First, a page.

Another, intuitive way to comprehend why crossed-cardioids are not an accurate way to encode stereo information is to consider each cardioid microphone as a combination of a cosine (eight) and omnidirectional response. (It's entirely justifiable to do this: in fact, the Western Electric 639a, one of the first, practical, cardioid microphones, actually comprised a combination of a velocity and pressure-operated capsules.) Looked at in this way, we can see the crossed cardioid pair is equivalent to a crossed pair of eights in combination with two, coincident omni's: that's to say, a mono microphone! The signals from a crossed-pair of cardioid microphones would be mathematically identical to those produced by a pair of eights mixed 50% with a mono signal as shown here.
It may seem incredible given this consideration that this technique works at all. In fact, as shown above, the only reason the crossed-cardioid technique gives reasonable results is due to the HF "beaming" which the microphones normally possess which ensures the exaggerated high-frequency channel differences predominate over the mono signal at higher frequencies.
This may seem like a damning indictment of the crossed-cardioid microphone technique. However, it suggests a manner in which the signals might be improved by the addition of a mono, omnidirectional microphone signal fed in anti-phase to the left and right signals; thereby cancelling the unwanted mono component in the cardioid signals. This would work like this,
A = (½ + ½ cosθ) - ½ = ½ cosθ
In words: if an anti-phase, omni response is added (-6dB) to the output from one of the microphones, the resultant is a cosine response of reduced sensitivity.
Whilst it might prove an interesting experiment to attempt to use three microphones in an array of this sort, the practicalities of finding microphones with matching responses would be a real challenge and the possible phase cancellation effects that such a technique might induce could prove problematic. (Nevertheless, there's a fun post-grad' project awaiting someone here!)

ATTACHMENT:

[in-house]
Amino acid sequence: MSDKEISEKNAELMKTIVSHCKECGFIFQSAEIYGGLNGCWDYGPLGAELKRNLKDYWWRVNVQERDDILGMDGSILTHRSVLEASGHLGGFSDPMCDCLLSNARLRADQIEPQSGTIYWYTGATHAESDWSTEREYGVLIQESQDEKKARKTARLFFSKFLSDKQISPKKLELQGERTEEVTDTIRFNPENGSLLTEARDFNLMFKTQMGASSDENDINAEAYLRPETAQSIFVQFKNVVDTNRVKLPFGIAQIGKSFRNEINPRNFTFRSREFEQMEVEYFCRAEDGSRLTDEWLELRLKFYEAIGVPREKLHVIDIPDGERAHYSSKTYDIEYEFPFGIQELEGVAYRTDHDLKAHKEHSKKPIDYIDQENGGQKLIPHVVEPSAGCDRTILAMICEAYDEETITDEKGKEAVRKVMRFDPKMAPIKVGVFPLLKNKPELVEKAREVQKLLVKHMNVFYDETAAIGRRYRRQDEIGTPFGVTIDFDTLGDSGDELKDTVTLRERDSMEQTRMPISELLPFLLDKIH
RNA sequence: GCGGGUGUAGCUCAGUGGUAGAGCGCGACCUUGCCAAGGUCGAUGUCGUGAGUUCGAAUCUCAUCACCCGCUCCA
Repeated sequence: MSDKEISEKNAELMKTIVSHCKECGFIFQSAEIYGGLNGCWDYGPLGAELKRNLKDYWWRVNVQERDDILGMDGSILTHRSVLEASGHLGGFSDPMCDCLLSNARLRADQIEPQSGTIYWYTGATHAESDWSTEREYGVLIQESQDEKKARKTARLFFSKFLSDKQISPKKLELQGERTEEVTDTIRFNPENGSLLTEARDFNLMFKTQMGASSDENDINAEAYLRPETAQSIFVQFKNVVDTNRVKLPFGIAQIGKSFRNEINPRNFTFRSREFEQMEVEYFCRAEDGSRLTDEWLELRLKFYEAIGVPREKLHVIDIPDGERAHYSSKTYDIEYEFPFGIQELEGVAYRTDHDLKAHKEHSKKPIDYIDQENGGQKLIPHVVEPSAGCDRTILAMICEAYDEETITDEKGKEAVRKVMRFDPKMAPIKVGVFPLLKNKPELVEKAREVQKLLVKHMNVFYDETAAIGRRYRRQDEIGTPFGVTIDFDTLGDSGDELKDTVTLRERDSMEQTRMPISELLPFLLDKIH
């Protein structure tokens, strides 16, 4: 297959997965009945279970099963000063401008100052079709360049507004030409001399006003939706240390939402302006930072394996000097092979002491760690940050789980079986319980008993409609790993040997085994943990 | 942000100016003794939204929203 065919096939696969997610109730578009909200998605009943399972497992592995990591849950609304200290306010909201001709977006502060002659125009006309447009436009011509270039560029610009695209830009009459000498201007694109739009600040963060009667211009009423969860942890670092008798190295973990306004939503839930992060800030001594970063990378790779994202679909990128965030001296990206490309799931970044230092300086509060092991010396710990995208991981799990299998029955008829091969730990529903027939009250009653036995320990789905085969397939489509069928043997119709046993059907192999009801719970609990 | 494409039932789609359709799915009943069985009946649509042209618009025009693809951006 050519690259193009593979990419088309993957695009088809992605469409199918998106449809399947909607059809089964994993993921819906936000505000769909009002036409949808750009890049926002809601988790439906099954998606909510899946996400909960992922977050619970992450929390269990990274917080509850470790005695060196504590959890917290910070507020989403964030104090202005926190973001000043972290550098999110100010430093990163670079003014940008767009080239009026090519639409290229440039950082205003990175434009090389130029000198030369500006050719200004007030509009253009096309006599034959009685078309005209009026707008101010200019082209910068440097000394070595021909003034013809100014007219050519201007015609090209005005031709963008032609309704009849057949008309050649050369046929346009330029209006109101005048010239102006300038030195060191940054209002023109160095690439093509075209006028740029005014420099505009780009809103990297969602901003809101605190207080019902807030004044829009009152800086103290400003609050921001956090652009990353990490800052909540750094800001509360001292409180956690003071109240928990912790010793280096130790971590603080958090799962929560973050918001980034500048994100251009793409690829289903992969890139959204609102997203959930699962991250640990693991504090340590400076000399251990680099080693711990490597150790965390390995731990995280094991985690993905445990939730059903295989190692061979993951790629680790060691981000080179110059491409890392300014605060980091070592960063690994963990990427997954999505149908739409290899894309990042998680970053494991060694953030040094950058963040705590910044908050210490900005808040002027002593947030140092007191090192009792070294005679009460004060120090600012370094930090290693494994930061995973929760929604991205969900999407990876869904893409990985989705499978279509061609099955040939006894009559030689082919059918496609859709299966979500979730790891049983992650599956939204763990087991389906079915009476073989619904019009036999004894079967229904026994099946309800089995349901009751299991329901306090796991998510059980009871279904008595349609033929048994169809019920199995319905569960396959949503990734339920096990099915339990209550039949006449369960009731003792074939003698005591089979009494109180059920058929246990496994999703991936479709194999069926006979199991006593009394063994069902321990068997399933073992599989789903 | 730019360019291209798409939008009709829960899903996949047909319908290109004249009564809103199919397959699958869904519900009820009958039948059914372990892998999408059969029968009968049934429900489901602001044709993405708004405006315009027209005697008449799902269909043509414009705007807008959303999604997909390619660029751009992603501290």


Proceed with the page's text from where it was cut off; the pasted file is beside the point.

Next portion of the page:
In any case, a simpler electronic solution exists: it is to reduce the gain common-mode signal in relation to the differential-mode signal. (The common-mode signal being the components of the left and right signals which are common, i.e. MONO: and the differential-mode signals being the STEREO information.)
Such a process is at the heart of this algorithm which processes the signals from a coincident cardioid stereo pair to tease out the velocity response of the pair from the unwanted, mono, "coincident-omni" response. But there's a complication. This omnidirectional, subtraction process must only happen at low-frequencies. At HF, the microphone beaming effects will provide the differential-intensity stereo information.
This electronic, post-processing approach, although valid in its own right, it is not exactly equivalent to subtracting the signal derived from an omni-directional microphone from the left and right signal to re-create the velocity response, because - due to directionality of the cardioid microphones - we lose the rear-lobes of the cosine response. This could be regarded as a special advantage because the resulting polar pattern looks like half of an eight response. That is the reason, the inventors called this technique, Phædrus Crossed-FoursTM.